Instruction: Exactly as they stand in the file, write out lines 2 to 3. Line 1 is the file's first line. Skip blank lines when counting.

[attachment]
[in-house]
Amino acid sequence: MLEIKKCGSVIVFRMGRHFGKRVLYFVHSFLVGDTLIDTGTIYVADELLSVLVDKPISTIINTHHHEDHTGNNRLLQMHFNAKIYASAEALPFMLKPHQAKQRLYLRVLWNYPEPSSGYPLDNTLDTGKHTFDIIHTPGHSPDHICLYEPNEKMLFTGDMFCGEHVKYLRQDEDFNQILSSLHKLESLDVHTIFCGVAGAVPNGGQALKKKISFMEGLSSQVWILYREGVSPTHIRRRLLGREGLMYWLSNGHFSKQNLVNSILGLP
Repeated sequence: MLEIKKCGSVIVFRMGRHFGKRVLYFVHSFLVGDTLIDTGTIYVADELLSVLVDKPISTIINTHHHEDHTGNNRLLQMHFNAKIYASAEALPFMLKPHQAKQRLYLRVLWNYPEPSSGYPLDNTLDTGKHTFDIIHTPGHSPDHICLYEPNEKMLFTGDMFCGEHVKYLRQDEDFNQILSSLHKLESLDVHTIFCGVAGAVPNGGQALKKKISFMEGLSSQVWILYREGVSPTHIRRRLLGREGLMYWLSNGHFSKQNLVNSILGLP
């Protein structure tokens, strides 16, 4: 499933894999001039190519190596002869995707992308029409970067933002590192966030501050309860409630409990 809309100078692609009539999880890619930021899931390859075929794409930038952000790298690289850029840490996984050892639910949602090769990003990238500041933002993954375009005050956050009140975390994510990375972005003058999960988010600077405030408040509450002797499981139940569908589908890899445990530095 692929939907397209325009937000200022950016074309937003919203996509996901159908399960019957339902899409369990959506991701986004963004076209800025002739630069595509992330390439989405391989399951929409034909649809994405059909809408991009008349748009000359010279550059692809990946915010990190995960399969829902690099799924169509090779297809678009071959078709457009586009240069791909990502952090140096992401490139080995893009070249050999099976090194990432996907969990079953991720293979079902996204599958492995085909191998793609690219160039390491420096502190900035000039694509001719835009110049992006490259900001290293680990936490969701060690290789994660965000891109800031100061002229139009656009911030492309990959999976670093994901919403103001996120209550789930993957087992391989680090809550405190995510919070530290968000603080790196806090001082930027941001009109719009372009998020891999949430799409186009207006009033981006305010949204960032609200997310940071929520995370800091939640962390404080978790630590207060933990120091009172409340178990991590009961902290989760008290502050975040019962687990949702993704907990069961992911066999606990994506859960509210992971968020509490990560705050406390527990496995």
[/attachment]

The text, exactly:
Amino acid sequence: MLEIKKCGSVIVFRMGRHFGKRVLYFVHSFLVGDTLIDTGTIYVADELLSVLVDKPISTIINTHHHEDHTGNNRLLQMHFNAKIYASAEALPFMLKPHQAKQRLYLRVLWNYPEPSSGYPLDNTLDTGKHTFDIIHTPGHSPDHICLYEPNEKMLFTGDMFCGEHVKYLRQDEDFNQILSSLHKLESLDVHTIFCGVAGAVPNGGQALKKKISFMEGLSSQVWILYREGVSPTHIRRRLLGREGLMYWLSNGHFSKQNLVNSILGLP
Repeated sequence: MLEIKKCGSVIVFRMGRHFGKRVLYFVHSFLVGDTLIDTGTIYVADELLSVLVDKPISTIINTHHHEDHTGNNRLLQMHFNAKIYASAEALPFMLKPHQAKQRLYLRVLWNYPEPSSGYPLDNTLDTGKHTFDIIHTPGHSPDHICLYEPNEKMLFTGDMFCGEHVKYLRQDEDFNQILSSLHKLESLDVHTIFCGVAGAVPNGGQALKKKISFMEGLSSQVWILYREGVSPTHIRRRLLGREGLMYWLSNGHFSKQNLVNSILGLP